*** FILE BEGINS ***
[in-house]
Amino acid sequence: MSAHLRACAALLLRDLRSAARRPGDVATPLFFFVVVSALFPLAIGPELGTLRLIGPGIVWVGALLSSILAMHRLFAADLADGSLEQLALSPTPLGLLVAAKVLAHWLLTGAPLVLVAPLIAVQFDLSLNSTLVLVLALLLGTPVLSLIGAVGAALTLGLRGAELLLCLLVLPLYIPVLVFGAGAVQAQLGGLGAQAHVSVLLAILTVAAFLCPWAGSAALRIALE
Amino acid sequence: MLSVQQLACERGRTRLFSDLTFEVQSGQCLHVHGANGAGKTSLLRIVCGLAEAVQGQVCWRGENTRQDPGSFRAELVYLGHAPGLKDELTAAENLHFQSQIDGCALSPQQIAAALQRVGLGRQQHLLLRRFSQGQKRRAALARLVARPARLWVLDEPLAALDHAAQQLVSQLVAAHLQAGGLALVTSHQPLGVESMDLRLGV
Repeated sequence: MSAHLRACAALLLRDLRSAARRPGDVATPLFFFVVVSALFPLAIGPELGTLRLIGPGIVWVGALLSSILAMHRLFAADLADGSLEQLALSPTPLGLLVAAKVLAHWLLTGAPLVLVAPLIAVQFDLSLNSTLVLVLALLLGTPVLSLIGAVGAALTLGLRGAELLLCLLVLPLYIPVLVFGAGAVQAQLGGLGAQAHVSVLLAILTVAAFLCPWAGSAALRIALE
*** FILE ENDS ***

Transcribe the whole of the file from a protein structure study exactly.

[in-house]
Amino acid sequence: MSAHLRACAALLLRDLRSAARRPGDVATPLFFFVVVSALFPLAIGPELGTLRLIGPGIVWVGALLSSILAMHRLFAADLADGSLEQLALSPTPLGLLVAAKVLAHWLLTGAPLVLVAPLIAVQFDLSLNSTLVLVLALLLGTPVLSLIGAVGAALTLGLRGAELLLCLLVLPLYIPVLVFGAGAVQAQLGGLGAQAHVSVLLAILTVAAFLCPWAGSAALRIALE
Amino acid sequence: MLSVQQLACERGRTRLFSDLTFEVQSGQCLHVHGANGAGKTSLLRIVCGLAEAVQGQVCWRGENTRQDPGSFRAELVYLGHAPGLKDELTAAENLHFQSQIDGCALSPQQIAAALQRVGLGRQQHLLLRRFSQGQKRRAALARLVARPARLWVLDEPLAALDHAAQQLVSQLVAAHLQAGGLALVTSHQPLGVESMDLRLGV
Repeated sequence: MSAHLRACAALLLRDLRSAARRPGDVATPLFFFVVVSALFPLAIGPELGTLRLIGPGIVWVGALLSSILAMHRLFAADLADGSLEQLALSPTPLGLLVAAKVLAHWLLTGAPLVLVAPLIAVQFDLSLNSTLVLVLALLLGTPVLSLIGAVGAALTLGLRGAELLLCLLVLPLYIPVLVFGAGAVQAQLGGLGAQAHVSVLLAILTVAAFLCPWAGSAALRIALE